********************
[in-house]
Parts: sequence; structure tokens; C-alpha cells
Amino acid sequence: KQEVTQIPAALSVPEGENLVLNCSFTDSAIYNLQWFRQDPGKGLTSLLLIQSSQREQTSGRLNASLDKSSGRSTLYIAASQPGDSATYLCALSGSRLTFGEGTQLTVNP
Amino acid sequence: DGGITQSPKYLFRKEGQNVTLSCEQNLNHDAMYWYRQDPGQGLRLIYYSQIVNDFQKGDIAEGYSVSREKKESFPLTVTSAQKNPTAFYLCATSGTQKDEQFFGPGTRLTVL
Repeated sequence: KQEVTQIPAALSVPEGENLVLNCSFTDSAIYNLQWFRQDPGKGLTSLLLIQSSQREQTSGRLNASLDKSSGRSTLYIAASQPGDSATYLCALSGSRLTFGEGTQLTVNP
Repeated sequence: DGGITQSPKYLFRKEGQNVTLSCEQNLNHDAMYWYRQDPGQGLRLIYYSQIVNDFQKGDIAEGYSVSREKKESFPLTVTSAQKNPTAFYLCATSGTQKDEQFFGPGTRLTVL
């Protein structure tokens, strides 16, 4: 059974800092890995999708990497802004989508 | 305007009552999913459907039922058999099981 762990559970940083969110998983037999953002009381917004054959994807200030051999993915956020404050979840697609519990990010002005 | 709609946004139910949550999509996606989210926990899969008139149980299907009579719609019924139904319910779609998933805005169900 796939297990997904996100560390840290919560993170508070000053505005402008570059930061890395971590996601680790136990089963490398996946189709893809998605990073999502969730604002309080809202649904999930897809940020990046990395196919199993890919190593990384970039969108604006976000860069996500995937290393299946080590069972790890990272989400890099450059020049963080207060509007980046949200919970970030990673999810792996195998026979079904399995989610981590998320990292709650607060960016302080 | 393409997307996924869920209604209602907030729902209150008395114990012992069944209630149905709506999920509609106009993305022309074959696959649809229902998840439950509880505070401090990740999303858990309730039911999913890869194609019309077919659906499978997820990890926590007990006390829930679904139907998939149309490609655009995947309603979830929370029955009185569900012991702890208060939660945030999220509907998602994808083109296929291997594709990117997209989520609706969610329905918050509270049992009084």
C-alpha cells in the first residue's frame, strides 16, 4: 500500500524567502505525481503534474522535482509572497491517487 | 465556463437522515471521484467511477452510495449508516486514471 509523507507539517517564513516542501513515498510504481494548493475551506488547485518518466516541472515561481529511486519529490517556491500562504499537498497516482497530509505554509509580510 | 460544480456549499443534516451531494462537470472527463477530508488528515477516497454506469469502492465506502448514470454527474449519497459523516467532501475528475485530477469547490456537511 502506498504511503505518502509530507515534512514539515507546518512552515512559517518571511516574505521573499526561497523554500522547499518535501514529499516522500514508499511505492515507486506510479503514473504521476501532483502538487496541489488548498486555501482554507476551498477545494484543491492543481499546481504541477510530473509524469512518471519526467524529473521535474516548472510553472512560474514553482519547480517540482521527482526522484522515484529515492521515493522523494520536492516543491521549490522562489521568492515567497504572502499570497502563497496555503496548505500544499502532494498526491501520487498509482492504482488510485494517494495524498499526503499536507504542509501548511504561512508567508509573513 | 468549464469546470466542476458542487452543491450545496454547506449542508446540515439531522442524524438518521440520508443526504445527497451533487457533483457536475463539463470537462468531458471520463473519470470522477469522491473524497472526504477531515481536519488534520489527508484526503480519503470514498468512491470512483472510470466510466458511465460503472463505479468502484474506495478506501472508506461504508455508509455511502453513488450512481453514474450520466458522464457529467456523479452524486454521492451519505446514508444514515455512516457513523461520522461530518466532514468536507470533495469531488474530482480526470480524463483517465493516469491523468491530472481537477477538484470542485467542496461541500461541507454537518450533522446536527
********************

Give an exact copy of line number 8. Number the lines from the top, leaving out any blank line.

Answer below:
C-alpha cells in the first residue's frame, strides 16, 4: 500500500524567502505525481503534474522535482509572497491517487 | 465556463437522515471521484467511477452510495449508516486514471 509523507507539517517564513516542501513515498510504481494548493475551506488547485518518466516541472515561481529511486519529490517556491500562504499537498497516482497530509505554509509580510 | 460544480456549499443534516451531494462537470472527463477530508488528515477516497454506469469502492465506502448514470454527474449519497459523516467532501475528475485530477469547490456537511 502506498504511503505518502509530507515534512514539515507546518512552515512559517518571511516574505521573499526561497523554500522547499518535501514529499516522500514508499511505492515507486506510479503514473504521476501532483502538487496541489488548498486555501482554507476551498477545494484543491492543481499546481504541477510530473509524469512518471519526467524529473521535474516548472510553472512560474514553482519547480517540482521527482526522484522515484529515492521515493522523494520536492516543491521549490522562489521568492515567497504572502499570497502563497496555503496548505500544499502532494498526491501520487498509482492504482488510485494517494495524498499526503499536507504542509501548511504561512508567508509573513 | 468549464469546470466542476458542487452543491450545496454547506449542508446540515439531522442524524438518521440520508443526504445527497451533487457533483457536475463539463470537462468531458471520463473519470470522477469522491473524497472526504477531515481536519488534520489527508484526503480519503470514498468512491470512483472510470466510466458511465460503472463505479468502484474506495478506501472508506461504508455508509455511502453513488450512481453514474450520466458522464457529467456523479452524486454521492451519505446514508444514515455512516457513523461520522461530518466532514468536507470533495469531488474530482480526470480524463483517465493516469491523468491530472481537477477538484470542485467542496461541500461541507454537518450533522446536527